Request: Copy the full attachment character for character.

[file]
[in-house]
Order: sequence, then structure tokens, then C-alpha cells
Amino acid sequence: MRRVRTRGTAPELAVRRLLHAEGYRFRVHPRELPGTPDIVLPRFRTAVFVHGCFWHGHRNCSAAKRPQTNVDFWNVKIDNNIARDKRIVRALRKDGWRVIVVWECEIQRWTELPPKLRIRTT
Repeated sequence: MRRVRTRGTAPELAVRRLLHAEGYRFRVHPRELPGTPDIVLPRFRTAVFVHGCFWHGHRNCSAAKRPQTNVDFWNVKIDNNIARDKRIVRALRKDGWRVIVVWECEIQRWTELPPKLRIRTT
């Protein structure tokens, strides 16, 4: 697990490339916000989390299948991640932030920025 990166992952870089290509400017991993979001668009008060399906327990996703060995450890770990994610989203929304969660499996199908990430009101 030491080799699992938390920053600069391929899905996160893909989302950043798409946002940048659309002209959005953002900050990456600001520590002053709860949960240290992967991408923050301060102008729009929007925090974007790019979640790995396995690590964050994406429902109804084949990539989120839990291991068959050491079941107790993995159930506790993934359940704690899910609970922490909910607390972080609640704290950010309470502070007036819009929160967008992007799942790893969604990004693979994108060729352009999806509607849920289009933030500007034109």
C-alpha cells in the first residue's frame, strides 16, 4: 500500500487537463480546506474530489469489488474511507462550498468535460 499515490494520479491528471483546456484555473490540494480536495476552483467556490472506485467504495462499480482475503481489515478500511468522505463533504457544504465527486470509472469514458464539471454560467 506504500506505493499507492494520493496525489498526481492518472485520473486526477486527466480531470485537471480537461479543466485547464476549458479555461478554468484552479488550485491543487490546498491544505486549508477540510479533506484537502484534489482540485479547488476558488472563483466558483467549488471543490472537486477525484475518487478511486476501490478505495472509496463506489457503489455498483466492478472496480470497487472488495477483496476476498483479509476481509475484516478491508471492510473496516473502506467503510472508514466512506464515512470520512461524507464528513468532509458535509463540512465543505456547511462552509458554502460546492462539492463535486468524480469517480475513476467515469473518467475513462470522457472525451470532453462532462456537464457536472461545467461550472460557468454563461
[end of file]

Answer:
[in-house]
Order: sequence, then structure tokens, then C-alpha cells
Amino acid sequence: MRRVRTRGTAPELAVRRLLHAEGYRFRVHPRELPGTPDIVLPRFRTAVFVHGCFWHGHRNCSAAKRPQTNVDFWNVKIDNNIARDKRIVRALRKDGWRVIVVWECEIQRWTELPPKLRIRTT
Repeated sequence: MRRVRTRGTAPELAVRRLLHAEGYRFRVHPRELPGTPDIVLPRFRTAVFVHGCFWHGHRNCSAAKRPQTNVDFWNVKIDNNIARDKRIVRALRKDGWRVIVVWECEIQRWTELPPKLRIRTT
């Protein structure tokens, strides 16, 4: 697990490339916000989390299948991640932030920025 990166992952870089290509400017991993979001668009008060399906327990996703060995450890770990994610989203929304969660499996199908990430009101 030491080799699992938390920053600069391929899905996160893909989302950043798409946002940048659309002209959005953002900050990456600001520590002053709860949960240290992967991408923050301060102008729009929007925090974007790019979640790995396995690590964050994406429902109804084949990539989120839990291991068959050491079941107790993995159930506790993934359940704690899910609970922490909910607390972080609640704290950010309470502070007036819009929160967008992007799942790893969604990004693979994108060729352009999806509607849920289009933030500007034109």
C-alpha cells in the first residue's frame, strides 16, 4: 500500500487537463480546506474530489469489488474511507462550498468535460 499515490494520479491528471483546456484555473490540494480536495476552483467556490472506485467504495462499480482475503481489515478500511468522505463533504457544504465527486470509472469514458464539471454560467 506504500506505493499507492494520493496525489498526481492518472485520473486526477486527466480531470485537471480537461479543466485547464476549458479555461478554468484552479488550485491543487490546498491544505486549508477540510479533506484537502484534489482540485479547488476558488472563483466558483467549488471543490472537486477525484475518487478511486476501490478505495472509496463506489457503489455498483466492478472496480470497487472488495477483496476476498483479509476481509475484516478491508471492510473496516473502506467503510472508514466512506464515512470520512461524507464528513468532509458535509463540512465543505456547511462552509458554502460546492462539492463535486468524480469517480475513476467515469473518467475513462470522457472525451470532453462532462456537464457536472461545467461550472460557468454563461